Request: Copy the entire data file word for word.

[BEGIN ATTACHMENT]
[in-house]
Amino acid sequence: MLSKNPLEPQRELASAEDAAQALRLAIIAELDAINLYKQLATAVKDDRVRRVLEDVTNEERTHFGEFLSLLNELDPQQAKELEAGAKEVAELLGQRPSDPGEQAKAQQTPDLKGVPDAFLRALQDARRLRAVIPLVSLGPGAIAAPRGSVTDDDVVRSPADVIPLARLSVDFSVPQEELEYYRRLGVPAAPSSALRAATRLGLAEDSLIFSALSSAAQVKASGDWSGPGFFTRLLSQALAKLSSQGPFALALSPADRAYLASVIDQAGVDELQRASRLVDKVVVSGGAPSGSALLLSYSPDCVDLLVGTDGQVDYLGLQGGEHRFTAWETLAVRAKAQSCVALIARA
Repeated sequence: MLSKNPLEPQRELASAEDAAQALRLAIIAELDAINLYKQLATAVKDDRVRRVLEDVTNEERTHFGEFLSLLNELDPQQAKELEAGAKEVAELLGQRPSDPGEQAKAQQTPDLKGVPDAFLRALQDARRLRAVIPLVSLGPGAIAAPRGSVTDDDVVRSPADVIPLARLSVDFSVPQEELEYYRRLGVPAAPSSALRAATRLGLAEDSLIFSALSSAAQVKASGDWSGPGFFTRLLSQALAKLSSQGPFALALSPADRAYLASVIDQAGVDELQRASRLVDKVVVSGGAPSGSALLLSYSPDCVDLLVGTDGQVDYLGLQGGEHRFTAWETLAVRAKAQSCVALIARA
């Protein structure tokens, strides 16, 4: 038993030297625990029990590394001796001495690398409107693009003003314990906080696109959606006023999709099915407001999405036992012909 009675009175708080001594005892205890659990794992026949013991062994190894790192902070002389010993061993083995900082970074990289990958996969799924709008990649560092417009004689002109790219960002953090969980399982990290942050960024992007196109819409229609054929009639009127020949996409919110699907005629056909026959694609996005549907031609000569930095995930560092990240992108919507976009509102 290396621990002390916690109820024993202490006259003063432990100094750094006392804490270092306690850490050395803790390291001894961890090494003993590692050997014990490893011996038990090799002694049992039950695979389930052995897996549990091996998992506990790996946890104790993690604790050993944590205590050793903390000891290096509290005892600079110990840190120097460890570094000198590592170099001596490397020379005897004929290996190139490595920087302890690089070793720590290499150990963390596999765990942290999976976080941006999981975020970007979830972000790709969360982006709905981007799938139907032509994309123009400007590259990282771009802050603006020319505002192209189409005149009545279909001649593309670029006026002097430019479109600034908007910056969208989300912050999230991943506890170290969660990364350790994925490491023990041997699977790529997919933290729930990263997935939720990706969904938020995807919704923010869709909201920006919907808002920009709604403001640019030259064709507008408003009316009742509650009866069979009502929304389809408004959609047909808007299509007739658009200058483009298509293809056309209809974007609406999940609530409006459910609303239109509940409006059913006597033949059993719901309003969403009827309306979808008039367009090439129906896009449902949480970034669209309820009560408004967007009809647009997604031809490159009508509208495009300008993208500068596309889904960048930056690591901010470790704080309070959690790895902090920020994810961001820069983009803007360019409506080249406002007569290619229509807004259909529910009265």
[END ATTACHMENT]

[in-house]
Amino acid sequence: MLSKNPLEPQRELASAEDAAQALRLAIIAELDAINLYKQLATAVKDDRVRRVLEDVTNEERTHFGEFLSLLNELDPQQAKELEAGAKEVAELLGQRPSDPGEQAKAQQTPDLKGVPDAFLRALQDARRLRAVIPLVSLGPGAIAAPRGSVTDDDVVRSPADVIPLARLSVDFSVPQEELEYYRRLGVPAAPSSALRAATRLGLAEDSLIFSALSSAAQVKASGDWSGPGFFTRLLSQALAKLSSQGPFALALSPADRAYLASVIDQAGVDELQRASRLVDKVVVSGGAPSGSALLLSYSPDCVDLLVGTDGQVDYLGLQGGEHRFTAWETLAVRAKAQSCVALIARA
Repeated sequence: MLSKNPLEPQRELASAEDAAQALRLAIIAELDAINLYKQLATAVKDDRVRRVLEDVTNEERTHFGEFLSLLNELDPQQAKELEAGAKEVAELLGQRPSDPGEQAKAQQTPDLKGVPDAFLRALQDARRLRAVIPLVSLGPGAIAAPRGSVTDDDVVRSPADVIPLARLSVDFSVPQEELEYYRRLGVPAAPSSALRAATRLGLAEDSLIFSALSSAAQVKASGDWSGPGFFTRLLSQALAKLSSQGPFALALSPADRAYLASVIDQAGVDELQRASRLVDKVVVSGGAPSGSALLLSYSPDCVDLLVGTDGQVDYLGLQGGEHRFTAWETLAVRAKAQSCVALIARA
């Protein structure tokens, strides 16, 4: 038993030297625990029990590394001796001495690398409107693009003003314990906080696109959606006023999709099915407001999405036992012909 009675009175708080001594005892205890659990794992026949013991062994190894790192902070002389010993061993083995900082970074990289990958996969799924709008990649560092417009004689002109790219960002953090969980399982990290942050960024992007196109819409229609054929009639009127020949996409919110699907005629056909026959694609996005549907031609000569930095995930560092990240992108919507976009509102 290396621990002390916690109820024993202490006259003063432990100094750094006392804490270092306690850490050395803790390291001894961890090494003993590692050997014990490893011996038990090799002694049992039950695979389930052995897996549990091996998992506990790996946890104790993690604790050993944590205590050793903390000891290096509290005892600079110990840190120097460890570094000198590592170099001596490397020379005897004929290996190139490595920087302890690089070793720590290499150990963390596999765990942290999976976080941006999981975020970007979830972000790709969360982006709905981007799938139907032509994309123009400007590259990282771009802050603006020319505002192209189409005149009545279909001649593309670029006026002097430019479109600034908007910056969208989300912050999230991943506890170290969660990364350790994925490491023990041997699977790529997919933290729930990263997935939720990706969904938020995807919704923010869709909201920006919907808002920009709604403001640019030259064709507008408003009316009742509650009866069979009502929304389809408004959609047909808007299509007739658009200058483009298509293809056309209809974007609406999940609530409006459910609303239109509940409006059913006597033949059993719901309003969403009827309306979808008039367009090439129906896009449902949480970034669209309820009560408004967007009809647009997604031809490159009508509208495009300008993208500068596309889904960048930056690591901010470790704080309070959690790895902090920020994810961001820069983009803007360019409506080249406002007569290619229509807004259909529910009265």